May 22, 2018
Disaster recovery planning is in full force at many businesses across South Florida. How’s your plan looking? With hurricane season officially starting June 1, there’s very little time left to get your business continuity ducks in a row in the face of the inevitable summer storms. (More details here regarding hurricane season prep.)
Good news! At 365 Data Centers, we’re here to put your mind at ease and ensure that your operations — and your business — will survive even the most damaging storms this season and beyond. That’s why we think about details such as data center fortification, continuity space and emergency response protocols, even in the middle of the winter. And it’s safe to say that Daniel Calderon, site director at our Boca Raton and Fort Lauderdale locations, thinks about these things more than most, so we asked him to share a bit of insight into 365’s hurricane preparation — and how you can prepare, too.
Q: How is the Boca Raton facility fortified against hurricane winds and flooding?
A: Our Boca Campus is a combination of poured concrete and cinder block, with a 4” Twin-T-style concrete roof. For doors and windows, we utilize a combination of impact windows and a product called Armor Screen, which is a Fabric Shutter system. Boca Campus sits 18-21 feet above sea level, which provides good protection from flooding.
Q: How does the 365 team prepare for an incoming hurricane?
A: We have a detailed Emergency Response Document that we review each year and update accordingly. Our campus closely monitors storms, and we initiate a three-stage process to prepare for lockdown. That process includes:
- Phase 1: A hurricane watch indicates the possibility of hurricane conditions within 48 hours. This triggers the disaster plan, and 365 management notifies colocation and business continuity services clients to prepare their assigned space. 365 also provides other client communications during this time. The facility manager ensures that the proper supplies are available, facility checks are coordinated and all shutters are installed correctly.
- Phase 2: A hurricane warning indicates that sustained winds of at least 74 mph are expected within 36 hours or less. Facility managers initiate the lock-down process and issue corporate and client communications as needed.
- Phase 3: A hurricane warning indicates that sustained winds of at least 74 mph are expected within 24 hours or less. Managers escalate the lock-down process, and employees who will remain at the facilities will start their preparations.
We have staff onsite during the storm to assist, and provide them food, water and bedding. We also have full kitchens and showers to ensure our staff’s comfort during the duration of the storm.
Q: 365 offers onsite business continuity services. Can you provide more details about them? Are there any hurricane-related features at Boca Raton that we may not know about?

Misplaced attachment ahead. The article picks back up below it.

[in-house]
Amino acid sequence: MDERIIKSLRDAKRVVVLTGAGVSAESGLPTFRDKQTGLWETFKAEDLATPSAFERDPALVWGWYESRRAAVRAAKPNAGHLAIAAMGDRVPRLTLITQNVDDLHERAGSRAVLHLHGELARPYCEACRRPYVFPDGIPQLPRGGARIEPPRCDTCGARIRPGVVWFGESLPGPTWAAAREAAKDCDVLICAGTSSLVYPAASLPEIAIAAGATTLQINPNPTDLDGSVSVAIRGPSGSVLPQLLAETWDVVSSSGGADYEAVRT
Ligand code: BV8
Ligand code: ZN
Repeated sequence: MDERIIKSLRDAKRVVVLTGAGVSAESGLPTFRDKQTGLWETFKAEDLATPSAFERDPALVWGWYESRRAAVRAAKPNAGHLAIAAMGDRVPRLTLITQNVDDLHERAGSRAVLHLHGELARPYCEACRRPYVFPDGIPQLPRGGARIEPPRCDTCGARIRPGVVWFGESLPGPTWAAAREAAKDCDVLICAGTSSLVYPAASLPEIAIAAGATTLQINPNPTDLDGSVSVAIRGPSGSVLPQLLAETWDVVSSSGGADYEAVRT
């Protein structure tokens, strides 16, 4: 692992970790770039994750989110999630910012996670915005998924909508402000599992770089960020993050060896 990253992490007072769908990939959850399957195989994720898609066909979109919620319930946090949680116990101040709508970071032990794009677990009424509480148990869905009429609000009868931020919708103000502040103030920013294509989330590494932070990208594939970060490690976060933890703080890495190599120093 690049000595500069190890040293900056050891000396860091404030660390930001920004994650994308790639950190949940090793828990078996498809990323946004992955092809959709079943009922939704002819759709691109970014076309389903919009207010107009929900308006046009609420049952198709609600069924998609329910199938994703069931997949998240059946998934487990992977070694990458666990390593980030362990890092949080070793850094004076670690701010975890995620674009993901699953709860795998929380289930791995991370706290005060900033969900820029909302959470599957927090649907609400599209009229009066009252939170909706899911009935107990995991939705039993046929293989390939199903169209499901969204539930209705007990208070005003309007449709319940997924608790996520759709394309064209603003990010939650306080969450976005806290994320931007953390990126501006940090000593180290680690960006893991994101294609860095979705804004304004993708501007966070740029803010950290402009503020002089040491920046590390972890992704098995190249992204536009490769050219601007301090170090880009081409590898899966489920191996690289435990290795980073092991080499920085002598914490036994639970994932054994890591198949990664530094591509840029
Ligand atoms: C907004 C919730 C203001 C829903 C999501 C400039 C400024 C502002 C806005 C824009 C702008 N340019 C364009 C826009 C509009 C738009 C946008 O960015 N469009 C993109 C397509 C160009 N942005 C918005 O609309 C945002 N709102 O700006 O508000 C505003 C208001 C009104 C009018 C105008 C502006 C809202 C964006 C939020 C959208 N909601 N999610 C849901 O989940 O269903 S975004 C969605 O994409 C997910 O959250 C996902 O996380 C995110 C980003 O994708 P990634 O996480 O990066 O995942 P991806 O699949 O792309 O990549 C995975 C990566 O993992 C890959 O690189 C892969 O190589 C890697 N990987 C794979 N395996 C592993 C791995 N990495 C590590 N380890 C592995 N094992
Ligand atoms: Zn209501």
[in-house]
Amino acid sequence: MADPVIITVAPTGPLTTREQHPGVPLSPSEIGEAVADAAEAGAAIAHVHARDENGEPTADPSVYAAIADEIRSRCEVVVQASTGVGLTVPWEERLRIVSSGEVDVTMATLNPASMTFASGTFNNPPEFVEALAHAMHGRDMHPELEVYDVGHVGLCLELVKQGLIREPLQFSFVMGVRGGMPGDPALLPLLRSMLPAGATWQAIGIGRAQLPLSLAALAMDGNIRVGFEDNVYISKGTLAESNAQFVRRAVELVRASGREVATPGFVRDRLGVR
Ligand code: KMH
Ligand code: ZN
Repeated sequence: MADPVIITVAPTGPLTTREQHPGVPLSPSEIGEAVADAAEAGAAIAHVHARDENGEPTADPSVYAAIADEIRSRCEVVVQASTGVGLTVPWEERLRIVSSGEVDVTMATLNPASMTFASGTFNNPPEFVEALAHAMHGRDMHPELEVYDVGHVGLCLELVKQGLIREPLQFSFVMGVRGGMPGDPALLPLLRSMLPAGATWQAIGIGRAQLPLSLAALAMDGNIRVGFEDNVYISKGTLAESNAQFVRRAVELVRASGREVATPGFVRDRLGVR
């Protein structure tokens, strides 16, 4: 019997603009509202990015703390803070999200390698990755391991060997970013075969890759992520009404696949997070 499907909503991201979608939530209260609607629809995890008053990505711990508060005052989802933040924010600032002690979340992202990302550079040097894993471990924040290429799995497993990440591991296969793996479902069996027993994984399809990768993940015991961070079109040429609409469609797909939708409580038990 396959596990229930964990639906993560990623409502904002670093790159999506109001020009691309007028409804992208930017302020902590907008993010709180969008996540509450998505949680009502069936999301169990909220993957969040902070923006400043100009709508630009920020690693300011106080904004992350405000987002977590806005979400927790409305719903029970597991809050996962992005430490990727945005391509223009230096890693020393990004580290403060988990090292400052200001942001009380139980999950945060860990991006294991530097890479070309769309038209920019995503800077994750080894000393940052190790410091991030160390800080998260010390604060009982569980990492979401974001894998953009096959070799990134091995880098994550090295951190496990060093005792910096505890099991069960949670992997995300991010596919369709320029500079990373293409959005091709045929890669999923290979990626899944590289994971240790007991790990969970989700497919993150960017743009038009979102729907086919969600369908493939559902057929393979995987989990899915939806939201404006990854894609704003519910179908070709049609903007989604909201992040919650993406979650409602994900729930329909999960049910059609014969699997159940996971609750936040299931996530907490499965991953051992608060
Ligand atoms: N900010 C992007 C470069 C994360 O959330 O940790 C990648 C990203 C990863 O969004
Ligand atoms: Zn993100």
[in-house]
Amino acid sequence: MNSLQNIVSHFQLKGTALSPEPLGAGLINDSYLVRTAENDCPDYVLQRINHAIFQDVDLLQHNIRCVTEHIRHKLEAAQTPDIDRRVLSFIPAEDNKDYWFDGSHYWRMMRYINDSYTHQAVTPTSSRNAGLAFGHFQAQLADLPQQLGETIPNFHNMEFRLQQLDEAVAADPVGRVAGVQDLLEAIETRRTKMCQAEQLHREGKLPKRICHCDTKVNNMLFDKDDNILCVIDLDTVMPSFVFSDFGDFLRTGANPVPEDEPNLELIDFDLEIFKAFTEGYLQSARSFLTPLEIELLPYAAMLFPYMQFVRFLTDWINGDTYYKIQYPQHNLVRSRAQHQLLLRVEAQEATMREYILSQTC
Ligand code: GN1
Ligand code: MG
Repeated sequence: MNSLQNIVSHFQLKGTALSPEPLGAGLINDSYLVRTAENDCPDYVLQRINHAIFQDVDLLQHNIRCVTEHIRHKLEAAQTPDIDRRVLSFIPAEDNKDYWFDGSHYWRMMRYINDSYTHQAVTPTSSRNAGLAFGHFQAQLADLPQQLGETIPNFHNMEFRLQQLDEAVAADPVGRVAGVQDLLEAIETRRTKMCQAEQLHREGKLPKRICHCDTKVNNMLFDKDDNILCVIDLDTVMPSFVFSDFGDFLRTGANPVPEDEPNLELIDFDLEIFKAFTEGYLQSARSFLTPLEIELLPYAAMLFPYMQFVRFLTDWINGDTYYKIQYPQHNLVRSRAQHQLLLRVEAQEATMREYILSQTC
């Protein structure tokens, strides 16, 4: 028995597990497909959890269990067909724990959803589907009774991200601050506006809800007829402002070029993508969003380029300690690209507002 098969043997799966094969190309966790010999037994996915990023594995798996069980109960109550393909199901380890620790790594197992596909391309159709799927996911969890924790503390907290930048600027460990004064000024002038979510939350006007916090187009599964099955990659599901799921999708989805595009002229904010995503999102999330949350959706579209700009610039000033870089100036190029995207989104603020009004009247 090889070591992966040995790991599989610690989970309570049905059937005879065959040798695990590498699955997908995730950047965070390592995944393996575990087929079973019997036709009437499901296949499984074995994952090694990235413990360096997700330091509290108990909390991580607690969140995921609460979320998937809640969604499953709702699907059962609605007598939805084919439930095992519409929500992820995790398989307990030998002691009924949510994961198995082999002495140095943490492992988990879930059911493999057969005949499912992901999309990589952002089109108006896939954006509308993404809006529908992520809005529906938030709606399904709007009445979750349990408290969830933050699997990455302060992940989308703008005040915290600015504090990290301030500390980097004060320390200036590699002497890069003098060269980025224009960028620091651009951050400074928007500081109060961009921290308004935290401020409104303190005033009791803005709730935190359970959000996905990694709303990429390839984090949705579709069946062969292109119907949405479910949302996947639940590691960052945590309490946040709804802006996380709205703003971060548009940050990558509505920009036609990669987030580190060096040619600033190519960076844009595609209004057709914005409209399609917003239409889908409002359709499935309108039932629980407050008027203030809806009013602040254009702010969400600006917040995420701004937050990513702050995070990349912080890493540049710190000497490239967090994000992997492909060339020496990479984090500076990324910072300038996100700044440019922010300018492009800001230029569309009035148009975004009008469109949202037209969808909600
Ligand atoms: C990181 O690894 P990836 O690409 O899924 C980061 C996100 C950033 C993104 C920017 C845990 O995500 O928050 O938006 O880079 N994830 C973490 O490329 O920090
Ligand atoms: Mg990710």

A: Our business continuity services offer clients the ability to work and connect to our robust network after the storm via generator-protected offices. Moreover, clients leveraging our business continuity services can access their servers housed in our data center or within our cloud environment via direct connections.
Although we do not allow clients onsite during the storm for their own protection, as soon as the NHC lifts the warnings and local authorities deem the streets safe for travel, clients with business continuity services are welcome to come to the facility and get their offices up and running again. Business continuity services are not only limited to hurricanes, though. Clients’ offices may experience all kinds of emergencies where business continuity services can be utilized, from fire and flood to power-related issues, and we are here to support their operation in times like that, as well.
Q: What is your top hurricane season preparation tip for business leaders in South Florida?
A: Preparing for a hurricane should not start in May. It should be a yearly effort for all businesses, and residents alike, to ensure they are ready before the hurricane season arrives. There is nothing worse than coming into hurricane season and frantically trying to prepare when a storm is already on the horizon. One thing is certain in Florida — every year, hurricane season will be upon us, and you never know when the big one will hit your area, so prepare for it all the time.
Interested in learning more about disaster recovery planning? Contact us here (ask for a tour of our Boca Raton or Fort Lauderdale facility, if you’d like!) or call 877-365-6246. Download our eBook on Disaster Recovery-as-a-Service here.